Web Stories Tuesday, February 27


Donetsk resident Tatiana said she heard an incoming projectile overhead, and hid under her market stall.

“I saw smoke, people screamed, a woman was crying,” she told a local media outlet.

“Where is there anything military here? It’s just a market,” another resident named Tatiana told the same outlet. “This is one of the strongest blows in recent times,” she said.

The strike is one of the deadliest the city has seen since Moscow launched full-scale hostilities against Ukraine in February 2022.

Donetsk, occupied by Russia and its proxy forces since 2014, has been repeatedly targeted by what Moscow has called indiscriminate Ukrainian shelling.

Moscow called Sunday’s attack a “barbaric terrorist attack” that showed the need for its “special military operation” in Ukraine.

“Security threats and acts of terrorism should not be committed from the territory of Ukraine,” its foreign ministry said.


News of the attack came as Russia reported another blaze on its energy infrastructure, this time at a gas terminal in the Baltic Sea port of Ust-Luga.

Kyiv earlier this week claimed responsibility for two attacks on oil depots in Russia, including one in the same Leningrad region where Ust-Luga is located.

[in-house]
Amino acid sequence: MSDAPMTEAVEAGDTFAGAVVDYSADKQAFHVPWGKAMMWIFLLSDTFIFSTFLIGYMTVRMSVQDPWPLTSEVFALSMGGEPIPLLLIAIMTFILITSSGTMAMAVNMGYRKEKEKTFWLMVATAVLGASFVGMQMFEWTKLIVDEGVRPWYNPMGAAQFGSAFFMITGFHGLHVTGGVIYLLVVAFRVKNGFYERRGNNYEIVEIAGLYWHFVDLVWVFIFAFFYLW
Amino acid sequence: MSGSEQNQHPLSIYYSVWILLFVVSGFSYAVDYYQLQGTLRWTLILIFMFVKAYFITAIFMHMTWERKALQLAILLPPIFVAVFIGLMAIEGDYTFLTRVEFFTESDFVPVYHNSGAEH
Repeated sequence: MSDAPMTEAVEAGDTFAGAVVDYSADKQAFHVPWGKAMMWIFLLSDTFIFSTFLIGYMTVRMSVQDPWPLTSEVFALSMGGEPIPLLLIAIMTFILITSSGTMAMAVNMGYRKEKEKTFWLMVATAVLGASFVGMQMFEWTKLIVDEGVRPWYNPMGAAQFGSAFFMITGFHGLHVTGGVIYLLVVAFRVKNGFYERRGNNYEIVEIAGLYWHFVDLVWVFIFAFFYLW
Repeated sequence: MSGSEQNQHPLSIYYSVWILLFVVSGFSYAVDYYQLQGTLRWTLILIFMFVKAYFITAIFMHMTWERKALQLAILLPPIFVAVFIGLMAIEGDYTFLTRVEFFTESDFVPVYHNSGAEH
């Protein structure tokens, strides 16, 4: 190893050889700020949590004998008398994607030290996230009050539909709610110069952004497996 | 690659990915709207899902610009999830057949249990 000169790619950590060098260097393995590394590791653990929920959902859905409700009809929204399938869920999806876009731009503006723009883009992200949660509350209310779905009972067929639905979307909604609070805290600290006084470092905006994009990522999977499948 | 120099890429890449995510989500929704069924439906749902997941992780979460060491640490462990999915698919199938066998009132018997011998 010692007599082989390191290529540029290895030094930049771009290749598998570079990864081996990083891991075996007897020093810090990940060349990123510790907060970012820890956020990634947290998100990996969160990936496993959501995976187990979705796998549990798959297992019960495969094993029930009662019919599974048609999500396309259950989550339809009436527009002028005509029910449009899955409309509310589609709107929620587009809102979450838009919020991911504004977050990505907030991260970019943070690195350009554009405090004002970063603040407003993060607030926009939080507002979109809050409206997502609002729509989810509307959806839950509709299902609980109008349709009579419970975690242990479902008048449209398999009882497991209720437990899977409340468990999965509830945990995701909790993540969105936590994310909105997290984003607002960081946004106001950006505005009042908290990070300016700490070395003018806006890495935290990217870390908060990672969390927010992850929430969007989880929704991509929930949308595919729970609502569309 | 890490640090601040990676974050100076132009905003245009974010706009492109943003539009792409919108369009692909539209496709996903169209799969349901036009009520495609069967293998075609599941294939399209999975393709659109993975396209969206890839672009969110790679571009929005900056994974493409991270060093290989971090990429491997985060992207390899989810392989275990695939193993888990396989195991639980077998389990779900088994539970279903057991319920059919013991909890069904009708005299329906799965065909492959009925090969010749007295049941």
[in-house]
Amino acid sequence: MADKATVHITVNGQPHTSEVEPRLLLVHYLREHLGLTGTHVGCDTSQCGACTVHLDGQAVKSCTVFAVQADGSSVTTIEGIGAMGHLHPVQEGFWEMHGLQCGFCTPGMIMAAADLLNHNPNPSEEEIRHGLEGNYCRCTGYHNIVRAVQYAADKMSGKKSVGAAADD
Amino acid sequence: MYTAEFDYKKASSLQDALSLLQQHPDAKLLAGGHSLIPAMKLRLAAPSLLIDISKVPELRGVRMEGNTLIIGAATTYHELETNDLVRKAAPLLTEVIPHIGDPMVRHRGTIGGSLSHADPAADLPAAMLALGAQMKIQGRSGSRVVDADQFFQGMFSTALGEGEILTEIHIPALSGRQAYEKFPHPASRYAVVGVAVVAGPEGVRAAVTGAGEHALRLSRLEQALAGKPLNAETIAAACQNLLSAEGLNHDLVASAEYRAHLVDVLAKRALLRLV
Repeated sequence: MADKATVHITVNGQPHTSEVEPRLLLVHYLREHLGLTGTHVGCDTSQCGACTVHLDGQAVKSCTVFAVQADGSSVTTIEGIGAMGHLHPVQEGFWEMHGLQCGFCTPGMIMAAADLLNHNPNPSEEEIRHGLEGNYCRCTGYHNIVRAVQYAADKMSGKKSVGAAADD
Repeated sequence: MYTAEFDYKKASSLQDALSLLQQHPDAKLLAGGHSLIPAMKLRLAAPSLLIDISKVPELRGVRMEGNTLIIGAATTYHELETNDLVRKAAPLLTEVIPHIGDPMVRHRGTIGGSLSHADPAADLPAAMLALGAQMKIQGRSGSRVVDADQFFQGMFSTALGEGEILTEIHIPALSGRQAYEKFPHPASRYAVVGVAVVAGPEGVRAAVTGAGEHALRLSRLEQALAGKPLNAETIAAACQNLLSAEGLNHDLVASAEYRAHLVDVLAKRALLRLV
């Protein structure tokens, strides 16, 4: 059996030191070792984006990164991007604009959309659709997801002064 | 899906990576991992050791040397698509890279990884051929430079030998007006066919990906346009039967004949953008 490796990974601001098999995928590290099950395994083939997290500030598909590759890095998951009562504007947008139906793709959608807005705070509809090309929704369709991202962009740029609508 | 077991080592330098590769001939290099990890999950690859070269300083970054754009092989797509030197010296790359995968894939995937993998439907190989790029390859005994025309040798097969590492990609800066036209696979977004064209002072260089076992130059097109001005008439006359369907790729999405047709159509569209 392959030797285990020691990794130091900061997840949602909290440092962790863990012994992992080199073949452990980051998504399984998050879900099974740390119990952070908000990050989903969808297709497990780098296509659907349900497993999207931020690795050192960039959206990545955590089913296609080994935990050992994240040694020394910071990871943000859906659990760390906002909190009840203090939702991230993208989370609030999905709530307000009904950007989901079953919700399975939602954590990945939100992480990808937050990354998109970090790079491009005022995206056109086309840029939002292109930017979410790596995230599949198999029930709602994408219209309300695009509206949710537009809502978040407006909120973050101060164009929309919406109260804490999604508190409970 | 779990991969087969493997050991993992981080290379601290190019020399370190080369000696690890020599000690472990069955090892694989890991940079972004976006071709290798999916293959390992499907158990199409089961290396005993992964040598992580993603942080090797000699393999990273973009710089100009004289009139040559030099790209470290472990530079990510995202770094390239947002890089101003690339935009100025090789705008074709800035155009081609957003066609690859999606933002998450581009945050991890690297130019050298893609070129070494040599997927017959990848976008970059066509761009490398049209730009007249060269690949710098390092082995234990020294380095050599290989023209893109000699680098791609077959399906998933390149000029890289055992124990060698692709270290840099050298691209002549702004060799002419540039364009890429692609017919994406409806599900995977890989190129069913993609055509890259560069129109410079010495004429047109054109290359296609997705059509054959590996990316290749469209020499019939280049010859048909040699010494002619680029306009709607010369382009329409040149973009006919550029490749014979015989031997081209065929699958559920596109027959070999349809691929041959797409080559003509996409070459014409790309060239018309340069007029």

Operator Novatek said there were no victims and that the fire was “currently localised” at the site, about 110km west of St Petersburg near the Estonian border.

The fire was caused by an “external factor”, it said, without providing any further detail.

Ukraine, which has targeted Russian oil and gas infrastructure throughout the almost two-year conflict, did not immediately comment on the incident.

“No casualties as a result of a fire at Novatek’s terminal in the port of Ust-Luga. Personnel were evacuated,” Aleksandr Drozdenko, governor of Leningrad Oblast, said.

He shared a photo showing firefighters spraying water on a large fire at the terminal.

The RIA-Novosti news agency reported that a 100 cubic metre container was ablaze.

The Ust-Luga complex processes natural gas condensate into naphtha, jet fuel and ship fuel components, according to Novatek’s website.


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